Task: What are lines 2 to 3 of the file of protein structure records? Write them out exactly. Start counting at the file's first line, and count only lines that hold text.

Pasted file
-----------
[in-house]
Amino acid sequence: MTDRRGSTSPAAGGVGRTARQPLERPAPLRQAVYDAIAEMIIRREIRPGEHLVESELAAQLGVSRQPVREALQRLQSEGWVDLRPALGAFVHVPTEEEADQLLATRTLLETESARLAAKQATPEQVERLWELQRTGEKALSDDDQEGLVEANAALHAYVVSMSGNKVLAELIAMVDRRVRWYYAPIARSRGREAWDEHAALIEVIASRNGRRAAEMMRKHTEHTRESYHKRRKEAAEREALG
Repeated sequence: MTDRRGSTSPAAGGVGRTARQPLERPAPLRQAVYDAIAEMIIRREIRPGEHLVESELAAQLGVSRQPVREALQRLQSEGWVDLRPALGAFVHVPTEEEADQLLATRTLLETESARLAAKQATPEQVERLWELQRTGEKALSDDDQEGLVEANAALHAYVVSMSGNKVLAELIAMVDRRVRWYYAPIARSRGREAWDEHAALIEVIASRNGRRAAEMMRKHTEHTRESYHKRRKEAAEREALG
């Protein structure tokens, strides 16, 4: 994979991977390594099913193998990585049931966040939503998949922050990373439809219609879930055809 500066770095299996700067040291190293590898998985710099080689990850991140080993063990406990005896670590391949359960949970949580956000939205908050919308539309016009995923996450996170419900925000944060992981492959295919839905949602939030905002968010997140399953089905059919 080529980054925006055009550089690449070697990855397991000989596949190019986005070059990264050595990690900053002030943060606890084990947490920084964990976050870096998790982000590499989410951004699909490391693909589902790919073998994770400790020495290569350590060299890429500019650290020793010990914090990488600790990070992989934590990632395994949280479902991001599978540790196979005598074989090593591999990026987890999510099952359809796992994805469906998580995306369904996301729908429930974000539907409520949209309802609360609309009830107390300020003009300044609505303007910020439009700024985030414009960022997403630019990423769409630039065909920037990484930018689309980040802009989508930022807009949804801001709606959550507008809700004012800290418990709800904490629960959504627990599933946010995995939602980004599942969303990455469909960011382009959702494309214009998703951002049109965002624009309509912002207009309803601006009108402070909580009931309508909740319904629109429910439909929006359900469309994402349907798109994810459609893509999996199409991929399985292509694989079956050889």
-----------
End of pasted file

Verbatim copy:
Amino acid sequence: MTDRRGSTSPAAGGVGRTARQPLERPAPLRQAVYDAIAEMIIRREIRPGEHLVESELAAQLGVSRQPVREALQRLQSEGWVDLRPALGAFVHVPTEEEADQLLATRTLLETESARLAAKQATPEQVERLWELQRTGEKALSDDDQEGLVEANAALHAYVVSMSGNKVLAELIAMVDRRVRWYYAPIARSRGREAWDEHAALIEVIASRNGRRAAEMMRKHTEHTRESYHKRRKEAAEREALG
Repeated sequence: MTDRRGSTSPAAGGVGRTARQPLERPAPLRQAVYDAIAEMIIRREIRPGEHLVESELAAQLGVSRQPVREALQRLQSEGWVDLRPALGAFVHVPTEEEADQLLATRTLLETESARLAAKQATPEQVERLWELQRTGEKALSDDDQEGLVEANAALHAYVVSMSGNKVLAELIAMVDRRVRWYYAPIARSRGREAWDEHAALIEVIASRNGRRAAEMMRKHTEHTRESYHKRRKEAAEREALG